On the side, I kept coming up with startup ideas and would spend several months researching them – an innovation and idea management system, a website for comparison shopping of elective medical procedures and many more. I would typically spend 3 to 4 months researching each idea and then evaluate whether I should seriously pursue it further.

 

In 2006, I was working as a consultant with PMI, a Mortgage Insurance Company.  Borrowers who have poor credit scores and cannot put the 20% down payment towards a home  cannot get a mortgage. However, if the borrower or the bank buys mortgage insurance from PMI, the bank will make a loan to the borrower and the borrower can enjoy home ownership. Over the years, Mortgage Insurance or Guarantee as it is called has significantly expanded home ownership in the US.

 

My idea was simple, if guarantees could help people buy homes, why cannot guarantees help poor people get small loans from banks? I had heard a little bit about microfinance and I felt these guarantees could also expand the reach of microfinance. I started reading literature on microfinance and would spend endless hours reading articles and papers I could find on the internet.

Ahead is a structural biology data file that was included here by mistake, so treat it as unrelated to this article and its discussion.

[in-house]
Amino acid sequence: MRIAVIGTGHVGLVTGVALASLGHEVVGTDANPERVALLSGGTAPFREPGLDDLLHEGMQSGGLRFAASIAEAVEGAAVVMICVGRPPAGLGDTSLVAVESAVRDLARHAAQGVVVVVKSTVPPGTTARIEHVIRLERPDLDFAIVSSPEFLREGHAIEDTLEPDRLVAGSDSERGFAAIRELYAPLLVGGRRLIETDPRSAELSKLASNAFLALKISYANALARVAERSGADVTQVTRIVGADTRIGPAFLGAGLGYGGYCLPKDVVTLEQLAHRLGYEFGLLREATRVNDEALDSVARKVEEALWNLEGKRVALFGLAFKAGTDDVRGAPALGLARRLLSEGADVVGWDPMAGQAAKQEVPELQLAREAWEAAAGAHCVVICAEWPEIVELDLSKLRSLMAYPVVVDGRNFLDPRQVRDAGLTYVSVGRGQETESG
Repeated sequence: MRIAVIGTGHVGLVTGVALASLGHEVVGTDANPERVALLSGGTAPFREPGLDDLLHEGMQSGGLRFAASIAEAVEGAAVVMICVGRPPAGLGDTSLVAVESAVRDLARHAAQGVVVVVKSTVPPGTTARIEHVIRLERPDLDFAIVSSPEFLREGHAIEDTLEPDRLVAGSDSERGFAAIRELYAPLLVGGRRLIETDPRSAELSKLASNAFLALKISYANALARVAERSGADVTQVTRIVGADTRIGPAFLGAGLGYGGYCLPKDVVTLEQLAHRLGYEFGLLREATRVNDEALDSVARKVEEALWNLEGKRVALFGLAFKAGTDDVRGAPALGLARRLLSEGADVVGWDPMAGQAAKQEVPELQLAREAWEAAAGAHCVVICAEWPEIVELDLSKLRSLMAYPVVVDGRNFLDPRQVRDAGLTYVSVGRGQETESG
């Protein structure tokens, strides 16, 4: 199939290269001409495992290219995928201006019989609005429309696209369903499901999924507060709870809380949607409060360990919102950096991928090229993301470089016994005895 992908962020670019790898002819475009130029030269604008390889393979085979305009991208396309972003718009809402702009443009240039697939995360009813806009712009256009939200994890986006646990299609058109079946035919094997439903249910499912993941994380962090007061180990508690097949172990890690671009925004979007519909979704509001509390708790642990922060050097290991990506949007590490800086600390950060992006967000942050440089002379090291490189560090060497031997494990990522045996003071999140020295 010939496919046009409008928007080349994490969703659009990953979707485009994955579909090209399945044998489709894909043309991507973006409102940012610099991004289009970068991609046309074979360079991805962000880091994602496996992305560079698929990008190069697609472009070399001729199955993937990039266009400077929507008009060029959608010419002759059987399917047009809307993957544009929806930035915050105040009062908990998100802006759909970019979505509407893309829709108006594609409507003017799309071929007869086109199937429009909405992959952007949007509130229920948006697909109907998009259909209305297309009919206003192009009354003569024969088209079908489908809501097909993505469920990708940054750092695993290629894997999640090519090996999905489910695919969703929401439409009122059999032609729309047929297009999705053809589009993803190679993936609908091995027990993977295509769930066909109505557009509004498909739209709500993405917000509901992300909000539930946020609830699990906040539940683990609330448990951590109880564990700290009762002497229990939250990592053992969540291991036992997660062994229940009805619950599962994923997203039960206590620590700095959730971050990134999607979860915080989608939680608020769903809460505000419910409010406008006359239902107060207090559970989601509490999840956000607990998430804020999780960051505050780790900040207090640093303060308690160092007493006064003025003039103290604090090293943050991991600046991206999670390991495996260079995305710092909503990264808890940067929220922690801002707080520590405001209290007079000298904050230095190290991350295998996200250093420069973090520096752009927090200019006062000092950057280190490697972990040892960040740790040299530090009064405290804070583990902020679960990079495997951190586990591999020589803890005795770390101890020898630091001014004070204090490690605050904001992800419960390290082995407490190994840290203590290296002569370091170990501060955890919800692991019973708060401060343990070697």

Sometime in 2006, it was also announced that Prof. Mohammad Yunus, the pioneer of microfinance, had won the Nobel prize and that increased excitement in the field. But I soon realized that I had hit upon a massive roadblock – An organization which plans to offer guarantees needs to have adequate capital. How do I raise the several million dollars to set up a guarantee fund? I was a little disappointed that I had hit this seemingly un-surmountable road block and decided to move on to finding the next idea.